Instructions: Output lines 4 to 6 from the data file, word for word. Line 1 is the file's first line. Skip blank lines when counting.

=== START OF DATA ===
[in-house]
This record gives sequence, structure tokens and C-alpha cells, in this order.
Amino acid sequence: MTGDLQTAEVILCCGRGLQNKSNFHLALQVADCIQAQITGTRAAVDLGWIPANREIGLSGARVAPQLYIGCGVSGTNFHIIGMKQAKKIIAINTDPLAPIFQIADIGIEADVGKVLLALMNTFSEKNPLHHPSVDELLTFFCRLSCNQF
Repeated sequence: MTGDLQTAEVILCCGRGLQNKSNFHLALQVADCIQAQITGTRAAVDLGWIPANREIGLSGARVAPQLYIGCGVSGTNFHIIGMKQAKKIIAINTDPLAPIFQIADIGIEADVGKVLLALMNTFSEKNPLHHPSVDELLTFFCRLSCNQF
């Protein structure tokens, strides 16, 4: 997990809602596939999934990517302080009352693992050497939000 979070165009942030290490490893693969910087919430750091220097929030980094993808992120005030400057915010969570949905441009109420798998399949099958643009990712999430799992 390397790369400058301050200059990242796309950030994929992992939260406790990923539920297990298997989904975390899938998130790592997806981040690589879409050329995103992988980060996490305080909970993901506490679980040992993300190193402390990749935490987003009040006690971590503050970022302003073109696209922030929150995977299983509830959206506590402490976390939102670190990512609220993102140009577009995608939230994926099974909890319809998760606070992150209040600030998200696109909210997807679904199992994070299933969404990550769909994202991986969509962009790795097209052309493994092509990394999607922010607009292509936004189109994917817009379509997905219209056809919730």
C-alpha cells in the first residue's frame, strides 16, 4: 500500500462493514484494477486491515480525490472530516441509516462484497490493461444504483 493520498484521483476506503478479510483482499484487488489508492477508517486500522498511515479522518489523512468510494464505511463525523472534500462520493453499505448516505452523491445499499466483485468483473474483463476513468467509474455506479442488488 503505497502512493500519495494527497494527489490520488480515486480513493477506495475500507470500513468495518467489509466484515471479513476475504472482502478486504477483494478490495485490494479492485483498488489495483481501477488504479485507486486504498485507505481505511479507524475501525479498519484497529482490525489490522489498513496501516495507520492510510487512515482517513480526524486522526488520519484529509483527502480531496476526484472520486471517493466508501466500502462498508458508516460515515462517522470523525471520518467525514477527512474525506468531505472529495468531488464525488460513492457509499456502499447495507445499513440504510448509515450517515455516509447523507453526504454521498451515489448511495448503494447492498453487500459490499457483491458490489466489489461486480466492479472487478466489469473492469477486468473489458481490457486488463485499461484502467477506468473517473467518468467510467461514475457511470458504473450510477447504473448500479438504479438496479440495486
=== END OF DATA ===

Repeated sequence: MTGDLQTAEVILCCGRGLQNKSNFHLALQVADCIQAQITGTRAAVDLGWIPANREIGLSGARVAPQLYIGCGVSGTNFHIIGMKQAKKIIAINTDPLAPIFQIADIGIEADVGKVLLALMNTFSEKNPLHHPSVDELLTFFCRLSCNQF
């Protein structure tokens, strides 16, 4: 997990809602596939999934990517302080009352693992050497939000 979070165009942030290490490893693969910087919430750091220097929030980094993808992120005030400057915010969570949905441009109420798998399949099958643009990712999430799992 390397790369400058301050200059990242796309950030994929992992939260406790990923539920297990298997989904975390899938998130790592997806981040690589879409050329995103992988980060996490305080909970993901506490679980040992993300190193402390990749935490987003009040006690971590503050970022302003073109696209922030929150995977299983509830959206506590402490976390939102670190990512609220993102140009577009995608939230994926099974909890319809998760606070992150209040600030998200696109909210997807679904199992994070299933969404990550769909994202991986969509962009790795097209052309493994092509990394999607922010607009292509936004189109994917817009379509997905219209056809919730």
C-alpha cells in the first residue's frame, strides 16, 4: 500500500462493514484494477486491515480525490472530516441509516462484497490493461444504483 493520498484521483476506503478479510483482499484487488489508492477508517486500522498511515479522518489523512468510494464505511463525523472534500462520493453499505448516505452523491445499499466483485468483473474483463476513468467509474455506479442488488 503505497502512493500519495494527497494527489490520488480515486480513493477506495475500507470500513468495518467489509466484515471479513476475504472482502478486504477483494478490495485490494479492485483498488489495483481501477488504479485507486486504498485507505481505511479507524475501525479498519484497529482490525489490522489498513496501516495507520492510510487512515482517513480526524486522526488520519484529509483527502480531496476526484472520486471517493466508501466500502462498508458508516460515515462517522470523525471520518467525514477527512474525506468531505472529495468531488464525488460513492457509499456502499447495507445499513440504510448509515450517515455516509447523507453526504454521498451515489448511495448503494447492498453487500459490499457483491458490489466489489461486480466492479472487478466489469473492469477486468473489458481490457486488463485499461484502467477506468473517473467518468467510467461514475457511470458504473450510477447504473448500479438504479438496479440495486